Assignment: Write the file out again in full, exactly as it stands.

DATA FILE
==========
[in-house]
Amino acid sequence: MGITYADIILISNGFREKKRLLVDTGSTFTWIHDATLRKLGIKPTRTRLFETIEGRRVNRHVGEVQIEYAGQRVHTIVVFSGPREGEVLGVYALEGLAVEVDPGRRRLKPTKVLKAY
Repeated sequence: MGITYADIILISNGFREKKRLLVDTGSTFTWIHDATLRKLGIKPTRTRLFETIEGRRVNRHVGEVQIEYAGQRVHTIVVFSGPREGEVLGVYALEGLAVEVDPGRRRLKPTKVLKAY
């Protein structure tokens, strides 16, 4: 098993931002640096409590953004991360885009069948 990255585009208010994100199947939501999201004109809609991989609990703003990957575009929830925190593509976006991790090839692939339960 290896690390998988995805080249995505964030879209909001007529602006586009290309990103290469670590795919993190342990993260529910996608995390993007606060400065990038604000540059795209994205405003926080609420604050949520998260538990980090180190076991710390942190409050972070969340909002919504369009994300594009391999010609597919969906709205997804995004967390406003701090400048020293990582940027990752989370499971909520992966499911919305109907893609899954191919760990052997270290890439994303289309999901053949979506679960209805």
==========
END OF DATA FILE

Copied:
[in-house]
Amino acid sequence: MGITYADIILISNGFREKKRLLVDTGSTFTWIHDATLRKLGIKPTRTRLFETIEGRRVNRHVGEVQIEYAGQRVHTIVVFSGPREGEVLGVYALEGLAVEVDPGRRRLKPTKVLKAY
Repeated sequence: MGITYADIILISNGFREKKRLLVDTGSTFTWIHDATLRKLGIKPTRTRLFETIEGRRVNRHVGEVQIEYAGQRVHTIVVFSGPREGEVLGVYALEGLAVEVDPGRRRLKPTKVLKAY
């Protein structure tokens, strides 16, 4: 098993931002640096409590953004991360885009069948 990255585009208010994100199947939501999201004109809609991989609990703003990957575009929830925190593509976006991790090839692939339960 290896690390998988995805080249995505964030879209909001007529602006586009290309990103290469670590795919993190342990993260529910996608995390993007606060400065990038604000540059795209994205405003926080609420604050949520998260538990980090180190076991710390942190409050972070969340909002919504369009994300594009391999010609597919969906709205997804995004967390406003701090400048020293990582940027990752989370499971909520992966499911919305109907893609899954191919760990052997270290890439994303289309999901053949979506679960209805």